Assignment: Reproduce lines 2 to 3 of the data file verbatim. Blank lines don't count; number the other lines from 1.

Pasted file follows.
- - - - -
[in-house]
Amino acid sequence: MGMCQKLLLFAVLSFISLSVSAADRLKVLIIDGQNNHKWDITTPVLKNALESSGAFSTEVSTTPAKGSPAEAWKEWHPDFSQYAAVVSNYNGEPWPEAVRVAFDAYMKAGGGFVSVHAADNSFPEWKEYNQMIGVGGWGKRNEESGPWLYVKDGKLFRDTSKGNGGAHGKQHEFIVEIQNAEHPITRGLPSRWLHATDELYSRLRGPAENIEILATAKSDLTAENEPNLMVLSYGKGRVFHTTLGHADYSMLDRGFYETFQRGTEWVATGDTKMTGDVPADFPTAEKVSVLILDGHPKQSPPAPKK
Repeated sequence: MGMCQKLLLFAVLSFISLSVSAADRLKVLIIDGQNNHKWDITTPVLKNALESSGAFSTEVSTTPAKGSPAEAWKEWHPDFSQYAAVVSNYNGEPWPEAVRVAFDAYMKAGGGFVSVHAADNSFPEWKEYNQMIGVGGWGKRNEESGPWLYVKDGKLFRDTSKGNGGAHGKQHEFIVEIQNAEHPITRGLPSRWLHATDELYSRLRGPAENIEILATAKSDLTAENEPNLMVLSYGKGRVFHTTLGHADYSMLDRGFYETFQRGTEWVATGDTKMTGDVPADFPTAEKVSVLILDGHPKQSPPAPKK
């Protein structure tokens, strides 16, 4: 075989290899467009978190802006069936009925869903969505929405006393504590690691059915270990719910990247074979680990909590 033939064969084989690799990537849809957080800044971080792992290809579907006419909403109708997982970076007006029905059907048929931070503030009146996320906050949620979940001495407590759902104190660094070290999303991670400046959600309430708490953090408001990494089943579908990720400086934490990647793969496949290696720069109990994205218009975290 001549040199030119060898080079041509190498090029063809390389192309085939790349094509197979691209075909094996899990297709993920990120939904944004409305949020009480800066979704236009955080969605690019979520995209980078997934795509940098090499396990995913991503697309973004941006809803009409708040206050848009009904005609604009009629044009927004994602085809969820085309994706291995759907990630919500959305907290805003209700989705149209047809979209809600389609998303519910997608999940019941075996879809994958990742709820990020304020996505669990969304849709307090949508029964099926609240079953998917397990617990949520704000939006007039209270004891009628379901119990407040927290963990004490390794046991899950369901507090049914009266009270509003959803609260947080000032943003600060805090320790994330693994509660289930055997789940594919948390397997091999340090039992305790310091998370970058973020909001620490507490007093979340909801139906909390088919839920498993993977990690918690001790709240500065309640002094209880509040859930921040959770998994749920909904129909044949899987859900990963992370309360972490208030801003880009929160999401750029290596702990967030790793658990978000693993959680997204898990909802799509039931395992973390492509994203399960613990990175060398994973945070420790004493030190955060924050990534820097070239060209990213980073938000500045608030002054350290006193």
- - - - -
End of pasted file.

Amino acid sequence: MGMCQKLLLFAVLSFISLSVSAADRLKVLIIDGQNNHKWDITTPVLKNALESSGAFSTEVSTTPAKGSPAEAWKEWHPDFSQYAAVVSNYNGEPWPEAVRVAFDAYMKAGGGFVSVHAADNSFPEWKEYNQMIGVGGWGKRNEESGPWLYVKDGKLFRDTSKGNGGAHGKQHEFIVEIQNAEHPITRGLPSRWLHATDELYSRLRGPAENIEILATAKSDLTAENEPNLMVLSYGKGRVFHTTLGHADYSMLDRGFYETFQRGTEWVATGDTKMTGDVPADFPTAEKVSVLILDGHPKQSPPAPKK
Repeated sequence: MGMCQKLLLFAVLSFISLSVSAADRLKVLIIDGQNNHKWDITTPVLKNALESSGAFSTEVSTTPAKGSPAEAWKEWHPDFSQYAAVVSNYNGEPWPEAVRVAFDAYMKAGGGFVSVHAADNSFPEWKEYNQMIGVGGWGKRNEESGPWLYVKDGKLFRDTSKGNGGAHGKQHEFIVEIQNAEHPITRGLPSRWLHATDELYSRLRGPAENIEILATAKSDLTAENEPNLMVLSYGKGRVFHTTLGHADYSMLDRGFYETFQRGTEWVATGDTKMTGDVPADFPTAEKVSVLILDGHPKQSPPAPKK